Cisco: Data Center Traffic To Quadruple Thanks To Clouds
October 29, 2012 Timothy Prickett Morgan
It looks like you are probably going to join the 10 Gigabit Ethernet wave in your data center, and it looks like increasingly cloudy applications, which cut across servers in distributed architectures, are going to be the force driving you to upgrade your network. That’s the prognosis from networking giant and server wannabe Cisco Systems, which obviously has a vested interest in seeing network traffic and greenfield cloudy server installations take off.
The analysts at Cisco have taken a sample of data center traffic inside 10 midrange and large data centers, with a mix of public and private data glass houses, to cook up its second annual Global Cloud Index, which measures the network traffic inside of data centers and extrapolates it to the millions of data centers worldwide to see how traffic is exploding. (You can see the Global Cloud Index at this link.)
The first interesting thing about the traffic report coming out of Cisco is that three-quarters of the data that is being handled by networks inside the data center is for server-to-server and server-to-storage links running over Ethernet and InfiniBand backbones. (Fibre Channel SAN switches are not included in the survey.) This traffic is not just driven by chatter between databases, web applications, authentication, and caching servers, but all of the parallel components in a modern system architecture. There is now also a significant amount of virtual machine and logical partition mobility going on, and this will rise over time. But interestingly, which this internal data center traffic will be exploding, driving up network traffic, traffic between separate data centers is also on the rise at the same pace as customers replicate data and applications for high availability and traffic out to end users from the data center will also rise in lockstep, so the ratios won’t change that much between 2011 and 2016.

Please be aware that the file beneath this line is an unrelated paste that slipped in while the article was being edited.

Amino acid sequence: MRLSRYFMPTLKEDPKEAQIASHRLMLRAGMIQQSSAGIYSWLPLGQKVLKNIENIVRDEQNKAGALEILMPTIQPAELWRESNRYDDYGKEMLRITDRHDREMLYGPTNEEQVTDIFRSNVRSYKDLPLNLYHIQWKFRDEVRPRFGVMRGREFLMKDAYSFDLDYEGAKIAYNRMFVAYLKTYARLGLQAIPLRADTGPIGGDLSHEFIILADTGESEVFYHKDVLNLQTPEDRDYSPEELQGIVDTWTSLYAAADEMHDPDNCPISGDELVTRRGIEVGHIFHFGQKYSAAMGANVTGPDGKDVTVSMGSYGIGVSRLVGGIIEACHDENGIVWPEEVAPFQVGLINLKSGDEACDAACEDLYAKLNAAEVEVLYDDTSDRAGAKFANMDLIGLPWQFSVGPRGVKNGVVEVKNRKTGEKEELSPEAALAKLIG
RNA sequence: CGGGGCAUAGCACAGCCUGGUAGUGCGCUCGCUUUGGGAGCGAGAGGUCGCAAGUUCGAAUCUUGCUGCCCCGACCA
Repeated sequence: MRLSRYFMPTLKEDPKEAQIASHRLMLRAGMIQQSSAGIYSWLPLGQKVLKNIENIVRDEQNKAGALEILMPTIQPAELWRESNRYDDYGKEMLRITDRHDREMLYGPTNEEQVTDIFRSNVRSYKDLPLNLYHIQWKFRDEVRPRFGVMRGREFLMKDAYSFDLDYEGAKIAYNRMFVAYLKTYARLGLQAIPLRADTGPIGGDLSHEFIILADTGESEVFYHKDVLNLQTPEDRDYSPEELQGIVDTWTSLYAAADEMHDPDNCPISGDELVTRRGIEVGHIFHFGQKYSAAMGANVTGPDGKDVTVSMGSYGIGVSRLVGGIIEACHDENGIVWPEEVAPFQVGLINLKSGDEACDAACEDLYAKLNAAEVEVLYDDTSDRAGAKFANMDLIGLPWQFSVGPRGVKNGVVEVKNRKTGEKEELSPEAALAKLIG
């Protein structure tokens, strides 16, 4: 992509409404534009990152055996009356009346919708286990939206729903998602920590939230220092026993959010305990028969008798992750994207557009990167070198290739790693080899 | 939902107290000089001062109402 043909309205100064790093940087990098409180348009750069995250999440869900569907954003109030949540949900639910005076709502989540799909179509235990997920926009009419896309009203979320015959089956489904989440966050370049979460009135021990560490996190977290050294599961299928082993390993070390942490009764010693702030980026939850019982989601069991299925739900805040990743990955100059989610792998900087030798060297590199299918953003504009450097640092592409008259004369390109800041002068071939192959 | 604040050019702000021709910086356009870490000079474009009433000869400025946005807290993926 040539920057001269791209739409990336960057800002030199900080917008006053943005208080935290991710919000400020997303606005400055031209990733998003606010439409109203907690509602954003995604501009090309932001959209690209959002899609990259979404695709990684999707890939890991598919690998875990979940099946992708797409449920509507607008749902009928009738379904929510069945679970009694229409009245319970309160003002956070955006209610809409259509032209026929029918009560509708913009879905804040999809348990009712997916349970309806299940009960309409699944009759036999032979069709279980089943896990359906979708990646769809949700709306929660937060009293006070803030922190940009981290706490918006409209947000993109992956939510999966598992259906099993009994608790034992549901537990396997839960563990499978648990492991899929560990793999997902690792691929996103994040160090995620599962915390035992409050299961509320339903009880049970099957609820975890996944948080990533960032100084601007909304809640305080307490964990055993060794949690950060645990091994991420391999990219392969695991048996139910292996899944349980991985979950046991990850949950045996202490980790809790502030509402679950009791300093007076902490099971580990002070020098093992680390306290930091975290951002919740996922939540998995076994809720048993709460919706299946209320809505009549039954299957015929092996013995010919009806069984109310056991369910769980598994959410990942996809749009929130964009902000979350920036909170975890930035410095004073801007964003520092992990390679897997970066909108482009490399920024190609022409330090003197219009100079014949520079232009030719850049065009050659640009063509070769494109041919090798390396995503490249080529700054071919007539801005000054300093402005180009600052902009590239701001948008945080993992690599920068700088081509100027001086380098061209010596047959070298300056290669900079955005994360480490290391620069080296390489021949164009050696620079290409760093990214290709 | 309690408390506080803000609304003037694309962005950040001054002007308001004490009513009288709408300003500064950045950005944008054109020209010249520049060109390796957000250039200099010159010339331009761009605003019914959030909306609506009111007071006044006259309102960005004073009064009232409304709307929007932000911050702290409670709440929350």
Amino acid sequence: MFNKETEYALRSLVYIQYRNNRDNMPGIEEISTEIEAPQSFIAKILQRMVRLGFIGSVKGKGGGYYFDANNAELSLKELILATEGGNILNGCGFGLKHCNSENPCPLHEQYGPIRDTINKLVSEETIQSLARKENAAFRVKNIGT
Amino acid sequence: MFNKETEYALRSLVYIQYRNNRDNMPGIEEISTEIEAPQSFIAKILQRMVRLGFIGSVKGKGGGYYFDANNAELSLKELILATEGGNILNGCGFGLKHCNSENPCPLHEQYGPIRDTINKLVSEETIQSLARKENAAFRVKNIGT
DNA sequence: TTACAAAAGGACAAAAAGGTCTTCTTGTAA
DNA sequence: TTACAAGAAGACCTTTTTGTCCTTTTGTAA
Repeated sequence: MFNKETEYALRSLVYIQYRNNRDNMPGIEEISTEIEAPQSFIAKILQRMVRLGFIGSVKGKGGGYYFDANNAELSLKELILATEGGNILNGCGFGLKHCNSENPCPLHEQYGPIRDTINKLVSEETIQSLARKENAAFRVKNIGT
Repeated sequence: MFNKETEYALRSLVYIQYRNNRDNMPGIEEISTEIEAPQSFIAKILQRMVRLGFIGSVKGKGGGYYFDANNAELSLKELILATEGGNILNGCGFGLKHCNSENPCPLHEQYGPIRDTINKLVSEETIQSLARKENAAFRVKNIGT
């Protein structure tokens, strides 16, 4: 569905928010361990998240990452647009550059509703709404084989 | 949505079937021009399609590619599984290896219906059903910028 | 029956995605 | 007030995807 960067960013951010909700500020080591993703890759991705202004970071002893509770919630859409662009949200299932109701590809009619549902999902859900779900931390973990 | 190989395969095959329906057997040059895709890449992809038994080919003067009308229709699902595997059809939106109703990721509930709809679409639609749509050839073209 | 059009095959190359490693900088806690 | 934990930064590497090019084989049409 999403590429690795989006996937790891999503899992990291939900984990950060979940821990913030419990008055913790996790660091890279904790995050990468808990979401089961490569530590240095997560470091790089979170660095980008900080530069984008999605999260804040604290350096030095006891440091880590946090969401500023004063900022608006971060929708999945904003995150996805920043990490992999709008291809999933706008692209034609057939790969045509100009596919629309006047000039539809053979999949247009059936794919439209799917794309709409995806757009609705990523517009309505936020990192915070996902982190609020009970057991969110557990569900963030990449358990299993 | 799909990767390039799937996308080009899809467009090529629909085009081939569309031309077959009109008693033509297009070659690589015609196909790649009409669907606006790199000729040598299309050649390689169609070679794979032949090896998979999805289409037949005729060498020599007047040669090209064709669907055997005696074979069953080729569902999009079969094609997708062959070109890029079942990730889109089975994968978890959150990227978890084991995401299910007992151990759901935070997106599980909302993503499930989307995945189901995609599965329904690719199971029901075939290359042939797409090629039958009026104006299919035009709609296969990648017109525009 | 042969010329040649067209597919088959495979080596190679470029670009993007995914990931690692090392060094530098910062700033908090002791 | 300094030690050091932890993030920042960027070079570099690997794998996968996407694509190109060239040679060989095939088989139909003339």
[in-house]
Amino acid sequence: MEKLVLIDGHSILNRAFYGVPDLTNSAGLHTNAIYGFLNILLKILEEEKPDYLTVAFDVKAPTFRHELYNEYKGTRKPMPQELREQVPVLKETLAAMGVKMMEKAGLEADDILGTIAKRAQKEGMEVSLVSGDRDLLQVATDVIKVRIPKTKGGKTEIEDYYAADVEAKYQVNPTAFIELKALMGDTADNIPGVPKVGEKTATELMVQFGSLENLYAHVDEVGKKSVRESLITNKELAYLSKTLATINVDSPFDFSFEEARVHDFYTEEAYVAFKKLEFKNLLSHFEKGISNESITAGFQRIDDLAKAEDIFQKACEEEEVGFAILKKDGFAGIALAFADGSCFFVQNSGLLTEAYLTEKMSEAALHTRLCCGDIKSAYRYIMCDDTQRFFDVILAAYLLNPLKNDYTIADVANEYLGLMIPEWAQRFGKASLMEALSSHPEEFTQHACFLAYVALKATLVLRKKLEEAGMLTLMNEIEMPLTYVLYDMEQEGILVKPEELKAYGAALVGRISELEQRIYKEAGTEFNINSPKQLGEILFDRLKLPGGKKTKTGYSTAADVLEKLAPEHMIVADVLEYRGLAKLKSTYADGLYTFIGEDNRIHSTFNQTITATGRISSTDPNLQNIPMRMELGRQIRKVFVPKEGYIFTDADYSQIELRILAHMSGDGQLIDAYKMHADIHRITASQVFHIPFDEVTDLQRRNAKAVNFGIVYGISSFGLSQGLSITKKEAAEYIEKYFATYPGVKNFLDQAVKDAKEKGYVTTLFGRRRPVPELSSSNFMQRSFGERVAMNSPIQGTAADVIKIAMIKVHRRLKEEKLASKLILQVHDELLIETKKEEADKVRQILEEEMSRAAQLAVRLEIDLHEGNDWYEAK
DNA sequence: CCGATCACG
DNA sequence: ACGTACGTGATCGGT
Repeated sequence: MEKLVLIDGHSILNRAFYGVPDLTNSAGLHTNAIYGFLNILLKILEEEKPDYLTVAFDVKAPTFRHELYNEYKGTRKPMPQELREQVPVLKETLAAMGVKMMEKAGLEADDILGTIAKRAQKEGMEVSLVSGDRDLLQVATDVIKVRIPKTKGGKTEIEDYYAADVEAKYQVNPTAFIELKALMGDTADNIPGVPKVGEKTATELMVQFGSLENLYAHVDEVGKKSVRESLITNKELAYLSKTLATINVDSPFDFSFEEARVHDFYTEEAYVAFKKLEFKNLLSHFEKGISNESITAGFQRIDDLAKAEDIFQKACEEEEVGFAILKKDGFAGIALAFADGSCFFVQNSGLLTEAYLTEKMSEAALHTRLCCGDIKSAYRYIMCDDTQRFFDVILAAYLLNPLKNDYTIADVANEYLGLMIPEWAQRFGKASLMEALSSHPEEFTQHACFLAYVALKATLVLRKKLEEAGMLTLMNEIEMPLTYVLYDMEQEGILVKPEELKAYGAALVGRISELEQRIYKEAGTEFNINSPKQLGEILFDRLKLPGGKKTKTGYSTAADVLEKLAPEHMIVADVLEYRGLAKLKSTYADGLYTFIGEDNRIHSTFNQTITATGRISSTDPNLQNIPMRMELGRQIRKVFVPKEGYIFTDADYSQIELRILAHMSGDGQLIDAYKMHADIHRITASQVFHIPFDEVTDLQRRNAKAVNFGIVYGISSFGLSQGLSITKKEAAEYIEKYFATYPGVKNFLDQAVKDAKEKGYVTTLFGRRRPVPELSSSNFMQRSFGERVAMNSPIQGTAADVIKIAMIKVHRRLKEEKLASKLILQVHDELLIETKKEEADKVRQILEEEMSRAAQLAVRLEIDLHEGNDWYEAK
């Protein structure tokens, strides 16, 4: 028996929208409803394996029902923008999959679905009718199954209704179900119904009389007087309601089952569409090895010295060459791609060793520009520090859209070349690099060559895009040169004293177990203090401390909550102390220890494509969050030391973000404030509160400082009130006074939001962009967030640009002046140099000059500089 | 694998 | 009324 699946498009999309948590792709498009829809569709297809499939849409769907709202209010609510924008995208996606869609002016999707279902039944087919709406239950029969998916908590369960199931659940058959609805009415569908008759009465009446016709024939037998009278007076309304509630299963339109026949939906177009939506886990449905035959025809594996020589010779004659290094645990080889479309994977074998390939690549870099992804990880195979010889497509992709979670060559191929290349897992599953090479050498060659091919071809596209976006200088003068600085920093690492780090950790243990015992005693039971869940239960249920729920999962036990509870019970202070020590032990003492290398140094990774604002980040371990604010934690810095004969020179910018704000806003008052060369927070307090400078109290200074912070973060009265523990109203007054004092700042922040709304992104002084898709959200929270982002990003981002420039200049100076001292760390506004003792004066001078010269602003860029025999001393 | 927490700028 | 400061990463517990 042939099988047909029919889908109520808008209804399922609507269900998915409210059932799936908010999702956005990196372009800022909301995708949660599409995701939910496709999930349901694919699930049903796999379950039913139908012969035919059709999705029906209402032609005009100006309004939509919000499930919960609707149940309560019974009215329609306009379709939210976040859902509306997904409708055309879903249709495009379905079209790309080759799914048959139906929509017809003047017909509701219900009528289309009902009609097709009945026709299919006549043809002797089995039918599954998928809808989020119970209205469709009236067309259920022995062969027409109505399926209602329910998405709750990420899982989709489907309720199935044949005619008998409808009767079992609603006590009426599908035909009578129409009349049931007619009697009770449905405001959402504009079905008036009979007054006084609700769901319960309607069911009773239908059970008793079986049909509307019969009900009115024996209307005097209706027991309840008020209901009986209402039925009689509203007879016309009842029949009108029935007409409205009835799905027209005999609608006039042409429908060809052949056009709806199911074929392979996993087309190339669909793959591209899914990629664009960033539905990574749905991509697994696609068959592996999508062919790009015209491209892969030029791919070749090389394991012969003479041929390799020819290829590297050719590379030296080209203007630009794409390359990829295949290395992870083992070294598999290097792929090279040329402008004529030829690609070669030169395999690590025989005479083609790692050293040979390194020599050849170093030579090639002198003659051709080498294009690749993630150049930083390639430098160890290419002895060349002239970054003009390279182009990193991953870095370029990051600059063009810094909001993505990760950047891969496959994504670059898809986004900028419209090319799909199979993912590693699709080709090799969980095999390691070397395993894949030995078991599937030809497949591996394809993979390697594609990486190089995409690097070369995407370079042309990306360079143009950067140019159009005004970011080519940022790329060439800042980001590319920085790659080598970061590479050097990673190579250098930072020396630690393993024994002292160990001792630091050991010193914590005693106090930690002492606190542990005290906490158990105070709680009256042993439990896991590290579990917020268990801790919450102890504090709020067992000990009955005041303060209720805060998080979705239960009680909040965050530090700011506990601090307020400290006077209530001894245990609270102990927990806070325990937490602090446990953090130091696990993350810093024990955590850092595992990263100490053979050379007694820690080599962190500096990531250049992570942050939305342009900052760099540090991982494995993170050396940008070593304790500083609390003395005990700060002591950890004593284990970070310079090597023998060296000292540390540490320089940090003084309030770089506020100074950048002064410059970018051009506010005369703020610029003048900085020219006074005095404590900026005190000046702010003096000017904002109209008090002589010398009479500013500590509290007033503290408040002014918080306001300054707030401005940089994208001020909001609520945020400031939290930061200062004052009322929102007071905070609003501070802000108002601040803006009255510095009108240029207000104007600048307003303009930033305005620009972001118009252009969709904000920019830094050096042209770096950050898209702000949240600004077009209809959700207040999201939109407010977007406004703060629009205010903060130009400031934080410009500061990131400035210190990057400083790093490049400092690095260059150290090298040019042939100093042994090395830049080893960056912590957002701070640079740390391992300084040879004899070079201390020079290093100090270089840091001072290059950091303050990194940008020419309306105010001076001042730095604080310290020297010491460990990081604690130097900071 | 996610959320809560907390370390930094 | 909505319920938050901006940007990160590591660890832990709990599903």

Traffic on the data center network is expected to grow by a factor of four in the next five years, and that is a slightly faster pace than Cisco was anticipating a year ago. The switch and router juggernaut, which itself has around 60 to 65 percent revenue market in those markets, depending on the quarter, expects global aggregate data center network traffic to grow from 1.8 zettabytes–that is 1 million petabytes–in total for 2011 to 6.6 zettabytes in 2016.
I love the silly comparisons vendors do when they talk about data, so I will share the ones Cisco made. That 6.6 zettabytes is equivalent to streaming 92 trillion hours of music, which is enough to keep the feet of the world’s population tapping for a year and a half. It is also equivalent to 16 trillion hours of video conferencing (something Cisco is totally in love with, obviously), which is enough network capacity to give the world’s entire workforce 12 hours of web conferencing each day for a year. (God, please, no!) That is also equivalent to 7 trillion hours of HD video streaming, which is enough for all of us in the world to get 2.5 hours a day of video for an entire year.